How to increase opportunities for women to work in the Public Sector

Michael Lonnon
09 Feb, 2023

A practical project you can run in your organisation

Have you ever felt your career limited on the basis of your gender? If so, you’re not alone. 

It shouldn’t be like this, should it? Yet, for many like you, it’s the sad reality. A sad reality brought into stark focus when you consider that women account for just 17% of local authority leaders. And that for every £1 men earn in public sector roles, women earn 83p.

Despite this, today, there has never been a better time for women to forge a long lasting, satisfying and successful career, in the public sector. Here’s why.

Unleash the staggering variety

In June of this year, the UK hit a 10-year high in the number of tech and digital job vacancies. And, as of writing, there are 160,000 job vacancies across the public sector. 

The UK, in general, is suffering a skills gap. But the public sector is feeling the pain of this more than industries in the private sector. The reason is the private sector is seen as a more attractive place to build a career. With more variety. Opportunities to progress. And a salary that reflects this. Myths this mini project will help dispel.

The public sector is staggering in both its variety of job roles, and opportunities to advance. Just ask Swindon Council’s Chief Executive Susie Kemp:

“Somebody banged on my door and asked: ‘fancy standing for local government?’ and I thought, yeah, all right. Actually, if you'd asked me when I was 20, I'd have told you I was going to be the next female prime minister. I was blessed because I was right place right time with a bit of brawn about me. I did a whole load of fabulous things for 10 years and then I decided in 2006, I wanted to be an officer because I thought that's where I could add value, and I became officer Kemp, as my old counsellor friends call me, and the rest is history.”

Susie Kemp Chief Executive, Swindon Council

Introduction to the project

Your objective is to find, attract, and hire, the brightest female talent into your organisation. An organisation that, through your recommendations, has built a culture welcoming of the nuances of each gender, and now acts in accordance with this.

We want you to solve these two interlinked issues of culture and recruitment. And this project aims to help more women find their feet – and the perfect role – in your organisation, by developing the culture to be more attractive to female talent. Thanks to your recommendations, your organisation will come across as the perfect place to find and build a career.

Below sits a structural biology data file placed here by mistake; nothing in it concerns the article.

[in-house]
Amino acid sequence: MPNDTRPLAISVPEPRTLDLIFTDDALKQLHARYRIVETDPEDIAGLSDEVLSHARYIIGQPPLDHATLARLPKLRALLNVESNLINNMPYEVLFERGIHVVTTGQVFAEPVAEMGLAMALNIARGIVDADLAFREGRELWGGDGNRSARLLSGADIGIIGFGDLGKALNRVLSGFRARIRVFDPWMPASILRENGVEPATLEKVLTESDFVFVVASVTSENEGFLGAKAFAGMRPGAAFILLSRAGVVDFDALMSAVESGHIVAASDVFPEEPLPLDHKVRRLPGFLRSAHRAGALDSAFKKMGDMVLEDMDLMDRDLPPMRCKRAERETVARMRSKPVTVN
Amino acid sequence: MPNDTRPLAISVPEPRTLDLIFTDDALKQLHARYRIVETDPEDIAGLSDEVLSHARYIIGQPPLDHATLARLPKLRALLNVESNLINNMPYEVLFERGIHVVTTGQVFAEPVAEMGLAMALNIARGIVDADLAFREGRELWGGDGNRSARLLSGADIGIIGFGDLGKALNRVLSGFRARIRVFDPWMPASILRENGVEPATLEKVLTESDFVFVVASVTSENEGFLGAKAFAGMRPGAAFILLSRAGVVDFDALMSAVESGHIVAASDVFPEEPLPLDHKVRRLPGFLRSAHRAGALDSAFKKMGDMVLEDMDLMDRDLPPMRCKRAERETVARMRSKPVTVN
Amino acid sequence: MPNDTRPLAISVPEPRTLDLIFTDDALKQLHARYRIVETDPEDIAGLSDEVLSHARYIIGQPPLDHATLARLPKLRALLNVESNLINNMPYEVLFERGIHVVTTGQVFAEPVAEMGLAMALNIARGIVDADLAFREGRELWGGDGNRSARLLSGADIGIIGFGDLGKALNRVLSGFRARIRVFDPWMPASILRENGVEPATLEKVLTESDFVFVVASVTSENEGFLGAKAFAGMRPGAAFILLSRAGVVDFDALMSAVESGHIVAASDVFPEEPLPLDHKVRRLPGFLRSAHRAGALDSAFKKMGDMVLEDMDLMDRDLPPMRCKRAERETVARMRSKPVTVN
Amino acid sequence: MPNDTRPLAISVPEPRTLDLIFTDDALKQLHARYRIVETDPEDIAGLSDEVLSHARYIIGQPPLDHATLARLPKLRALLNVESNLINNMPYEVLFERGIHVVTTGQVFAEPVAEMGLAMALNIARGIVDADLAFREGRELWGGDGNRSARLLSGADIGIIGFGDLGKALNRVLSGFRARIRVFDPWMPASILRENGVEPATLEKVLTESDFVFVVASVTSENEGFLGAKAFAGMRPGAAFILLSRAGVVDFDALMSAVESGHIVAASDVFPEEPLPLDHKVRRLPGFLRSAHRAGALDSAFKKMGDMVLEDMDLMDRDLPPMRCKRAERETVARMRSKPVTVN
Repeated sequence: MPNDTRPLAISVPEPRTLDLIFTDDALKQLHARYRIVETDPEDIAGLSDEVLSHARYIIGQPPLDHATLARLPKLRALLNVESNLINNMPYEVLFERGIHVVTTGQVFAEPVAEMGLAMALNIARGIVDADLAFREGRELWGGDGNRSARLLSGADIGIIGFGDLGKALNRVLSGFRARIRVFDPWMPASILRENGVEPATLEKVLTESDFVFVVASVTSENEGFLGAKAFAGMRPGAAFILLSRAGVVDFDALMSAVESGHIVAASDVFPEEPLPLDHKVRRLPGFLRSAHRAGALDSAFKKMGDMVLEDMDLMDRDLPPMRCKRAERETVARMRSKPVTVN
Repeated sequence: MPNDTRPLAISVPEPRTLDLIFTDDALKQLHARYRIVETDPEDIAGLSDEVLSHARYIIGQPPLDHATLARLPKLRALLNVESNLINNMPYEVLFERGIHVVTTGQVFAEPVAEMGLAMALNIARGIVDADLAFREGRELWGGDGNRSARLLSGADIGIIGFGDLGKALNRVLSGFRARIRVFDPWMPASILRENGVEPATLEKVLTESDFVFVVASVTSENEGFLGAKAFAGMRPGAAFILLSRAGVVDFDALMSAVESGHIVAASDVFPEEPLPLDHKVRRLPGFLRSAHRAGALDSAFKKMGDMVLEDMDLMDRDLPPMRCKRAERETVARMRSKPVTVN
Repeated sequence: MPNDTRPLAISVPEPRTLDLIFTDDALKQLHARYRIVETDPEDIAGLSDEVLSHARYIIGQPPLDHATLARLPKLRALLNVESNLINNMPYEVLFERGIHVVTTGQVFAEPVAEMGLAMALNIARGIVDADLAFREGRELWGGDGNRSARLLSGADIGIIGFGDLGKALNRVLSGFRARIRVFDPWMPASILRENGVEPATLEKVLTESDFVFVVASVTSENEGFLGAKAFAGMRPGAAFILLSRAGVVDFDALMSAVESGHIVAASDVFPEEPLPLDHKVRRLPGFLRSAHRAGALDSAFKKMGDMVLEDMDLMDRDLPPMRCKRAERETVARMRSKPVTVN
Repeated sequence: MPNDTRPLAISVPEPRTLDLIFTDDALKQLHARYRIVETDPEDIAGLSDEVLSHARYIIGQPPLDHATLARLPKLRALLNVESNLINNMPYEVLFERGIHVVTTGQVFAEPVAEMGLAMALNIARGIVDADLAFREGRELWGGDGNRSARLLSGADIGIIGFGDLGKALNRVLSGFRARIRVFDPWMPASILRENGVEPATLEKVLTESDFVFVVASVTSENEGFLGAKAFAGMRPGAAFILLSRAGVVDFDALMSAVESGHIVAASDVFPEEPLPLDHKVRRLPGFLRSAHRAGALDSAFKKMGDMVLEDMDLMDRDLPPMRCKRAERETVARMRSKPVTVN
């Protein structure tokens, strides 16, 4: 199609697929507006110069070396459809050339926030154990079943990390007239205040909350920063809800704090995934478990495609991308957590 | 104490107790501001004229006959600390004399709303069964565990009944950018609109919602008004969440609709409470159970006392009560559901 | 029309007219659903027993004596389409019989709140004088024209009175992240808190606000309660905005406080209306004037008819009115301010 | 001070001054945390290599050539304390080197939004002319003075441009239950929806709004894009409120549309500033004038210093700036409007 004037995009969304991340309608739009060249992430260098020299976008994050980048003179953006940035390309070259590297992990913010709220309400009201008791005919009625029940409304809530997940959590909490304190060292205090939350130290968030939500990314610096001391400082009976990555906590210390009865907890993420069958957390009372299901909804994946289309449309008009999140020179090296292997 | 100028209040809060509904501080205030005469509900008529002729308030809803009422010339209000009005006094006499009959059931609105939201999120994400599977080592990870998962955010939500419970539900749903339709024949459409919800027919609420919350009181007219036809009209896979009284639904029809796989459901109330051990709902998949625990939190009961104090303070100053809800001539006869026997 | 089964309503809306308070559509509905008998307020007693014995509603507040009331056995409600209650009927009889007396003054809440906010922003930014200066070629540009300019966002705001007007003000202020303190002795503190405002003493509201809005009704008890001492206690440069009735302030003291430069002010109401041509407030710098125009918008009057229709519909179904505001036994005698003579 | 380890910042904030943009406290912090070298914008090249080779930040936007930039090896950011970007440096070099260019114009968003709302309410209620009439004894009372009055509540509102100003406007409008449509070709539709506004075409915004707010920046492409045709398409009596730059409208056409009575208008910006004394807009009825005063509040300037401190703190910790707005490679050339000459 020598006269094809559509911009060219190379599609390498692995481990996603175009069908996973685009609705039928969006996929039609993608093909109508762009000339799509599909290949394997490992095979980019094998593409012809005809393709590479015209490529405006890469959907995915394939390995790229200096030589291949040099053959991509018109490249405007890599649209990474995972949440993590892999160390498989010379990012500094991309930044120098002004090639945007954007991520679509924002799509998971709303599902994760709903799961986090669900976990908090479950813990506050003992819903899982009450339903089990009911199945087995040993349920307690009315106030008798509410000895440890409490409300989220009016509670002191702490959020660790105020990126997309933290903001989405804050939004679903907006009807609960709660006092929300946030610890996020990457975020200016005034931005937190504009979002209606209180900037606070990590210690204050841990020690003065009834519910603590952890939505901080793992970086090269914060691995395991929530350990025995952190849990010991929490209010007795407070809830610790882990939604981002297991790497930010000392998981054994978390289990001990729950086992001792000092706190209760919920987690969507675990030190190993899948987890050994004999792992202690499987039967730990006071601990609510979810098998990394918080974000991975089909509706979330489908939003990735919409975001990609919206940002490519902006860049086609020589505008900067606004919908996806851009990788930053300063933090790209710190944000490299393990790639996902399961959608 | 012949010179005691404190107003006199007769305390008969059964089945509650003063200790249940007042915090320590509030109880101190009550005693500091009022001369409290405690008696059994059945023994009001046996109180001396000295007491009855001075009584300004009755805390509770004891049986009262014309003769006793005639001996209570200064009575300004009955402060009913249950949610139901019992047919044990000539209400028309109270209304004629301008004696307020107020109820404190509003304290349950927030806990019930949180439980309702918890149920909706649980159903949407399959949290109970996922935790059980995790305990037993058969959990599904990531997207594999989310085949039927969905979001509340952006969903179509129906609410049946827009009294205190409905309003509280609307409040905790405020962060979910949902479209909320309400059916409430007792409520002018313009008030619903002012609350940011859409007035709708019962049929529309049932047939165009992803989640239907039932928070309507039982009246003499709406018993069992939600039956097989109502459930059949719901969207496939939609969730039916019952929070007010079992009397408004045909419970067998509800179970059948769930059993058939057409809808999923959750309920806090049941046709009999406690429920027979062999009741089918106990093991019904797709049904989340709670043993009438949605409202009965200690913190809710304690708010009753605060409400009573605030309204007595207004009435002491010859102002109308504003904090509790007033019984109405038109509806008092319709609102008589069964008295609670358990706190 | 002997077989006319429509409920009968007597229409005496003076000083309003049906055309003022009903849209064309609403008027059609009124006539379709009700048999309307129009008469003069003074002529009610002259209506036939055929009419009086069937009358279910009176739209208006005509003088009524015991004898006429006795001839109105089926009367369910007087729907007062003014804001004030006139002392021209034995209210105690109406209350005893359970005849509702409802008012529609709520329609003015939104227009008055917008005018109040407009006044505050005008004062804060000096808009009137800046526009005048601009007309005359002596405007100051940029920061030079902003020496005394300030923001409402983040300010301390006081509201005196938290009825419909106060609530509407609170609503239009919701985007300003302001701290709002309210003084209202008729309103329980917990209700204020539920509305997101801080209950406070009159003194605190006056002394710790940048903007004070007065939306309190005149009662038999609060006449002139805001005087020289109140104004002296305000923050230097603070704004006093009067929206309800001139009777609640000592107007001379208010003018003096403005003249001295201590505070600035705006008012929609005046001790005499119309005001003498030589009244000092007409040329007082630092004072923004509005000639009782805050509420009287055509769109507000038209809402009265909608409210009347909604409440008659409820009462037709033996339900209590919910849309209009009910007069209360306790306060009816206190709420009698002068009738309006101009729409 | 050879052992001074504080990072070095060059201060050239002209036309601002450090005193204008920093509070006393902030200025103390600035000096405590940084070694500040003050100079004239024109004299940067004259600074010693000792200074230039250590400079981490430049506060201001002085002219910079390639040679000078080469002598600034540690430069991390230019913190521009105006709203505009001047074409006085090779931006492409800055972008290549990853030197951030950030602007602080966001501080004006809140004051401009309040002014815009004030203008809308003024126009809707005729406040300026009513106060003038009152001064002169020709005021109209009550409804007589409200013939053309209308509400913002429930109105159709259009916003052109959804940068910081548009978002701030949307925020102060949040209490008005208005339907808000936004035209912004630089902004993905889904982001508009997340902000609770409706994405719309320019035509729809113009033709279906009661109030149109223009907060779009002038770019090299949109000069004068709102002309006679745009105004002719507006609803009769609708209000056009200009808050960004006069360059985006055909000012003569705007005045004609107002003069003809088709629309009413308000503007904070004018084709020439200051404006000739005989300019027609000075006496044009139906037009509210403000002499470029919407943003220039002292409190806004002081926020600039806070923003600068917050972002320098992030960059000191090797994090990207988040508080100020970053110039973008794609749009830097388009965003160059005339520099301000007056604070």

Up for the challenge? Good, let’s go…

Project:

How to increase opportunities for women to work in public sector

The project has two components:
  • 1

    Component 1

    • How can the public sector position itself as a hotbed of opportunity for women looking to establish a long-lasting, rewarding and successful career?
    • What long-held views present the biggest hurdle to change, and how can you overcome them?

  • 2

    Component 2

    • How can your organisation evolve its culture to be one more receiving of the nuances of the rich and diverse qualities of each person?
    • How can you then instil this as, and encourage it to be, standard operational practice?

Output

  • Undertake an internal review, identifying the challenges organisations in public sector face in recruiting the brightest female talent. Detail the barriers and provide recommendations as to how they can be overcome. (Think 2 pages of A4) Use this insight to build your recommendations and develop a high-level plan that will provide the basis on which to shape the culture of public sector organisations. For example, how might the practice of writing job specs differ, given such nuances as how phrasing of roles is perceived i.e. unless a woman can tick all the boxes listed in a job description they may not apply, whereas a man will have less qualms if he believes he can at least 60% of what is being asked.

  • Devise a recruitment/marketing campaign designed to increase awareness of the opportunities within public sector, and the reasons why top female talent will find it the best industry to develop and grow their career. (Think 2 pages of A4). Consider the tools at your disposal. Online, recruitment fairs, internal awareness, social media, and so on. Using all available means of reach, who will you target, where will you target them and what messages will you use to highlight the attractiveness of the public sector. 

Use your own views and experiences as part of your findings. But also take the time to speak with other female workers in your organisation, and perhaps male colleagues to seek their view as allies, to get their perspective. Much external research is also available so build that into your final output and recommendations. 

Final output

If you submit your two documents to HSO Head of Public Sector Marketing, Michael Lonnon (mlonnon@hso.com), he will have your findings and plan reviewed by HSOs diversity, culture, and inclusion team.

The team will then provide feedback and recommendations you can take forward to your senior leaders for action.

Alternatively, simply take your research and plan directly to your leadership team for evaluation. It may be just one small step, but it’s one small step in the right direction.

HSO believe women can.

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